- AL Reading Service
“The minute I heard that I had been selected as the artist for WBHM’s spring 2014 membership campaign, my mind started spinning with the creative possibilities. I had a great time hand-carving and hand-printing the piece, a fun and energetic ode to WBHM’s role in connecting listeners to important stories in the community and around the world. I’m excited that this print will help keep those stories flowing in our city.” —Charles Buchanan
Charles Buchanan was born in Selma, Ala., and lived all over the South before arriving in Birmingham, which he instantly adopted as his hometown. He began his career as an advertising copywriter before switching to magazine editing, and earlier this year, he was named editor of UAB Magazine. Charles has always been an artist, however, and while he grew up cartooning, he turned to printmaking as a way to capture the city’s texture and color.
With block printing—a technique he learned in elementary school—Charles creates bold graphic designs that bring new life to unique icons, highlight overlooked details, and exude a sense of place. To date he has carved more than 150 images, and his art has been featured on HGTV and Alabama’s state tourism web site, along with Birmingham magazine, B-Metro, and Vulture Whale’s debut CD. His work appears at Naked Art Gallery in Forest Park.
Charles is inspired by classic advertising, letterpress printing, and roadside Americana—particularly the faded painted wall signs of downtown Birmingham. His book, Fading Ads of Birmingham, published in 2012 by the History Press, reveals the fascinating stories behind many of these “ghost signs” and illuminates their important roles during the city’s rapid growth.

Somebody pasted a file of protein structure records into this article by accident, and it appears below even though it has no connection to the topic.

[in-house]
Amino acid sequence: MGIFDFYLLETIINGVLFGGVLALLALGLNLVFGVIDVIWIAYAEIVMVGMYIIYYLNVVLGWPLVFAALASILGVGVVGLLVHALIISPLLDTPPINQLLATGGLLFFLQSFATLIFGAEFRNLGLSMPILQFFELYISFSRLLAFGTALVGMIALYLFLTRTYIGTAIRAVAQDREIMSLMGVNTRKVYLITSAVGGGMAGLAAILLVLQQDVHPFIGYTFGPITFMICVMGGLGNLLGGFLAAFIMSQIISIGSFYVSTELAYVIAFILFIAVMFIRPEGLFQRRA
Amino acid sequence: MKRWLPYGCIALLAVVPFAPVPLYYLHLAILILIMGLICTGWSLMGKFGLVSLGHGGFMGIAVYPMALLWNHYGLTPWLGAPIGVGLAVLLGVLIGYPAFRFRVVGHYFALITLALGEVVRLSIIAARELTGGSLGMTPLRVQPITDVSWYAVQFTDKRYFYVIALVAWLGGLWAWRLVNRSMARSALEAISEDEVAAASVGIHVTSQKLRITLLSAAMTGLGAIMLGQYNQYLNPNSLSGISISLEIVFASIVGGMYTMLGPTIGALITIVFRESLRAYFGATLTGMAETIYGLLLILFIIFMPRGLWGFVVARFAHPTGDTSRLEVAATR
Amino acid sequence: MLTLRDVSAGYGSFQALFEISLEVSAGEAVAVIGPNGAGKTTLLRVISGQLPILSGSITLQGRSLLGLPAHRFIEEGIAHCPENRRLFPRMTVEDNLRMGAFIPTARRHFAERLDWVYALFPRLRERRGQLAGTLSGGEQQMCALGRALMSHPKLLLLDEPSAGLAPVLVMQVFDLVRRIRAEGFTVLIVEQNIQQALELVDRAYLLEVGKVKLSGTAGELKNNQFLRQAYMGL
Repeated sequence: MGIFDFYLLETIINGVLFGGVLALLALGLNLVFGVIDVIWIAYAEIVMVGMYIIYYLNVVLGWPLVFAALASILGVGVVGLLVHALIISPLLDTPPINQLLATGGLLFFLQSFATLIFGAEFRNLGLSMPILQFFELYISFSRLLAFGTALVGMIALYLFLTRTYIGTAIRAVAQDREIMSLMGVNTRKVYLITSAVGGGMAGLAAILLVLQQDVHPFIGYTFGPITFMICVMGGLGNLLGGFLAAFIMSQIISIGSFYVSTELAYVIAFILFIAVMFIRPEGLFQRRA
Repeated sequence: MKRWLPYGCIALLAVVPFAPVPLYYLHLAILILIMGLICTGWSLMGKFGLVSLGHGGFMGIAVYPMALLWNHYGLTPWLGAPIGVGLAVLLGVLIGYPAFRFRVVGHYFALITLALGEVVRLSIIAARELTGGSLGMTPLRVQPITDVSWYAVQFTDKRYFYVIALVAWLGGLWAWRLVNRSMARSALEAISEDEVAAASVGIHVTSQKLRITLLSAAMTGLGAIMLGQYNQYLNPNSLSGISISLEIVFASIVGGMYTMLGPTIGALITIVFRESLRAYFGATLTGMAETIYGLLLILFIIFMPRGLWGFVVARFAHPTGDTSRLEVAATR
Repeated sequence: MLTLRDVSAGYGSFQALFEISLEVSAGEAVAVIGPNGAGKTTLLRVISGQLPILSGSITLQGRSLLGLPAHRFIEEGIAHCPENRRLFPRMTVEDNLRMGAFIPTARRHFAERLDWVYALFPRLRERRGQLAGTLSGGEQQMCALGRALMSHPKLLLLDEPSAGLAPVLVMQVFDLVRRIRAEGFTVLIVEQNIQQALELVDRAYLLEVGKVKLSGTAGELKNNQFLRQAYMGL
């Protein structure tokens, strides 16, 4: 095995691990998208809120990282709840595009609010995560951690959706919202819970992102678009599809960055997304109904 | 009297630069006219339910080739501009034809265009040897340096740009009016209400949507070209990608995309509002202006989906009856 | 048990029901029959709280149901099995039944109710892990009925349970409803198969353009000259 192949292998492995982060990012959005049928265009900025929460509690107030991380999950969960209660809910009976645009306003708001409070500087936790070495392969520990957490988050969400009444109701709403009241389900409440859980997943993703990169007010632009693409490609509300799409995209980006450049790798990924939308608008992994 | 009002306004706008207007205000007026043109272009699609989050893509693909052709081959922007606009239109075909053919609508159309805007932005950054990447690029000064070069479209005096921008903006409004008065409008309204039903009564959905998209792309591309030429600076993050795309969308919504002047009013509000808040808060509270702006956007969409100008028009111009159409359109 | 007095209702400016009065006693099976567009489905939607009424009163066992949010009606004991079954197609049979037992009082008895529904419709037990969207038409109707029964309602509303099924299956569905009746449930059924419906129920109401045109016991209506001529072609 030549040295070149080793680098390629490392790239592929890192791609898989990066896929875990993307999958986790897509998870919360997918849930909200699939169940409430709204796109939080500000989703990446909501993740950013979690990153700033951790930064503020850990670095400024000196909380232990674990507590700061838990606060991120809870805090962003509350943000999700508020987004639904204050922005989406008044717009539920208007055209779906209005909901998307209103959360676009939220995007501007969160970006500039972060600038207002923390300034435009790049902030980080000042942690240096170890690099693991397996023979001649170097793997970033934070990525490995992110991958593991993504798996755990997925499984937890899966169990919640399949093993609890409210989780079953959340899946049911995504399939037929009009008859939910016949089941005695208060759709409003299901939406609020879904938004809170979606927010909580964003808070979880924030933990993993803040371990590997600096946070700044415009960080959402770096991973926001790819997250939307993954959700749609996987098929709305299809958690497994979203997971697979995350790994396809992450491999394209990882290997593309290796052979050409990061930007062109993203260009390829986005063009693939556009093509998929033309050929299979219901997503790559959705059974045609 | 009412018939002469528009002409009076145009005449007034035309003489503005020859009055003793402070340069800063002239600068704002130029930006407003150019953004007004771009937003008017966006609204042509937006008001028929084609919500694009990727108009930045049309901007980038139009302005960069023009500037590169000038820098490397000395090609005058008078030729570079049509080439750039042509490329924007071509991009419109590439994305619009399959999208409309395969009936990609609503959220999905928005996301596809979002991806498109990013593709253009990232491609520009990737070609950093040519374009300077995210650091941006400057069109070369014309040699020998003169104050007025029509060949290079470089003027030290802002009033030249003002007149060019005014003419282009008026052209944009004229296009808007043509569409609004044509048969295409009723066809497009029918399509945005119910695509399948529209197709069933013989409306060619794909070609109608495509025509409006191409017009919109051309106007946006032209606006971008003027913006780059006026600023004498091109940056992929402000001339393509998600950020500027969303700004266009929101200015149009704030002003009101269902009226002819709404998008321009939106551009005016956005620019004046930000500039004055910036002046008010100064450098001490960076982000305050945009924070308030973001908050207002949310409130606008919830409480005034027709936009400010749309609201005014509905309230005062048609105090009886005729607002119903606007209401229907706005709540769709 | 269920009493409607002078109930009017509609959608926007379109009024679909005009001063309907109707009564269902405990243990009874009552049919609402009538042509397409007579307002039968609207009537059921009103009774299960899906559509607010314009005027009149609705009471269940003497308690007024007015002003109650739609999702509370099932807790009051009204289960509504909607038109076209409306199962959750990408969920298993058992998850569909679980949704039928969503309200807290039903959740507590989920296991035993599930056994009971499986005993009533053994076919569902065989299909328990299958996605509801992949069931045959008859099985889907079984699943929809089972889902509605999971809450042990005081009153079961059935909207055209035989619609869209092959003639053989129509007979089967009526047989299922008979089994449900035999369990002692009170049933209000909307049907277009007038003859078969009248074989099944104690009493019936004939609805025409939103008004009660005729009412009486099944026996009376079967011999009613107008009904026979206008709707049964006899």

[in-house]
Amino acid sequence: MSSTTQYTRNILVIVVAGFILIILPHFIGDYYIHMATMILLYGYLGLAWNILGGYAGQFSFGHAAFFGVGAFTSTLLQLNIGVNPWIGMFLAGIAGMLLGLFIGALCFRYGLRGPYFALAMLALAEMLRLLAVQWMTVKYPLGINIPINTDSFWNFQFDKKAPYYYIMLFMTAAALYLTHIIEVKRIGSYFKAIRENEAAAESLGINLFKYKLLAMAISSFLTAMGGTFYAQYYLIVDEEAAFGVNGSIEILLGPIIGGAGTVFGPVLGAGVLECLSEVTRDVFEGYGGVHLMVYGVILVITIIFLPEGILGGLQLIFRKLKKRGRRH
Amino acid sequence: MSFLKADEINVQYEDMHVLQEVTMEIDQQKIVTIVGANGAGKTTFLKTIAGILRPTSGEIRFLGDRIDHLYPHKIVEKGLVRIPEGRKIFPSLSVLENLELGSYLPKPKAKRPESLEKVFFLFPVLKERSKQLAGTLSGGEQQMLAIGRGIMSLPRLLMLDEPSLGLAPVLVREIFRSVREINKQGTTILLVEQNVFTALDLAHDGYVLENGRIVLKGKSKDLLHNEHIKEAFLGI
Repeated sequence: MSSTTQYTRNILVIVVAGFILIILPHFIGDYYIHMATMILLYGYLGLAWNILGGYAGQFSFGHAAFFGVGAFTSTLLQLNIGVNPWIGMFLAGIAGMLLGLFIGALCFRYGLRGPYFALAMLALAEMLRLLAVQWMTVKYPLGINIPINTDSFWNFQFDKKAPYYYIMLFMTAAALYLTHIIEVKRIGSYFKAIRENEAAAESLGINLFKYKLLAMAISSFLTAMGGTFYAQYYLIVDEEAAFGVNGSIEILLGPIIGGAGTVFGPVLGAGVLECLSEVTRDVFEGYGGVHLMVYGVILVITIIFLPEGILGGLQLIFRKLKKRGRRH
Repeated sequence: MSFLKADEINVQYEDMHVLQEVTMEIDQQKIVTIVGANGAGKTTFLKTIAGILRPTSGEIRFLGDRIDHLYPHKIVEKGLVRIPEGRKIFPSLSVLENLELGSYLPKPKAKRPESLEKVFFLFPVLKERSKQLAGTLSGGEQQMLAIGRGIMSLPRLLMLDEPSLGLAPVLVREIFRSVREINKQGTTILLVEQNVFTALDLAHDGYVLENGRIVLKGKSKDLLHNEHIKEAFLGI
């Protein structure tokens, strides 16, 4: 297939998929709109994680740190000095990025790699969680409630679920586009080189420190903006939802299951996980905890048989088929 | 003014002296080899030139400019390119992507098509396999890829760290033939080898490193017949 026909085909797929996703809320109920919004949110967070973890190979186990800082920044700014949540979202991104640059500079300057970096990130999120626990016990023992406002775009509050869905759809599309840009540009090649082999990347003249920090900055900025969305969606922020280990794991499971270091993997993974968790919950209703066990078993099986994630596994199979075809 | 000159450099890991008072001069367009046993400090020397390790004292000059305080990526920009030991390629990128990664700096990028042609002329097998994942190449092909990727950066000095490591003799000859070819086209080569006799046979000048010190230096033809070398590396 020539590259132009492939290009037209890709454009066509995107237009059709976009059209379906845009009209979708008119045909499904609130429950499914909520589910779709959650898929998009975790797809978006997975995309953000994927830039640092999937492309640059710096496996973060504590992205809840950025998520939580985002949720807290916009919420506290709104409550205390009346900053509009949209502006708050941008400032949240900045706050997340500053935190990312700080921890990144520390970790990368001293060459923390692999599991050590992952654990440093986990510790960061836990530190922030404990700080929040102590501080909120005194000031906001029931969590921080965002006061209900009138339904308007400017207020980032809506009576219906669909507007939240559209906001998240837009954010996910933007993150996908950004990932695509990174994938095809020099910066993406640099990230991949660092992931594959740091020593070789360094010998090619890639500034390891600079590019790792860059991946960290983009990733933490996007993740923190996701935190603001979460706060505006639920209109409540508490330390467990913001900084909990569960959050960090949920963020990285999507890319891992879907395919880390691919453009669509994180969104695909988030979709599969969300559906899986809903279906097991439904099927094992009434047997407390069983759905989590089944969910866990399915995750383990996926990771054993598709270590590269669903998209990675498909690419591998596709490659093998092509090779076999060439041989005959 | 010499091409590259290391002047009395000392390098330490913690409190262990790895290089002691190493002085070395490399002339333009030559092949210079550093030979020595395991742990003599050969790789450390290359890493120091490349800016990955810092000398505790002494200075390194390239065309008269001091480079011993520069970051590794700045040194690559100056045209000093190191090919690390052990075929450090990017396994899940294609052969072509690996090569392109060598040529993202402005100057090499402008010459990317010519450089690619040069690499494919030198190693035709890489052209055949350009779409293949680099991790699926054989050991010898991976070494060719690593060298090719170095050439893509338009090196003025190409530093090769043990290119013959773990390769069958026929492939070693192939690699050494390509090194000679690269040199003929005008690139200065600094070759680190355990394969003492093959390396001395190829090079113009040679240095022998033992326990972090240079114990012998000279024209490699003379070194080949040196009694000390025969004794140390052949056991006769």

Recently, Charles has been blending his block prints with screenprints, watercolor painting, and drawing. He and his wife, Carrie Beth, are also eagerly awaiting the arrival of their first child, Claire, this May.
This block print began with an original drawing, which Charles refined using tracing paper. He moved the image to a rubber block by placing the paper face down onto the block and rubbing the back of the paper. The pencil lines transferred easily, giving him guides as he used U- and V-shaped metal gouges to carve away every part of the block that he did not want to see in the print. Every line you see in the image—and everything that’s not a color, in fact, has been carved away by hand. Charles then rolled ink onto the block and pressed paper on top of it to create the final printed image.
Because each of his block prints is printed individually and by hand, no two prints are ever exactly alike. “I enjoy layering, mixing, and ‘ghosting’ the images to create one-of-a-kind pieces that feel both vintage and modern,” says Charles. “It feels like drawing, sculpture, printing, and painting all in one.”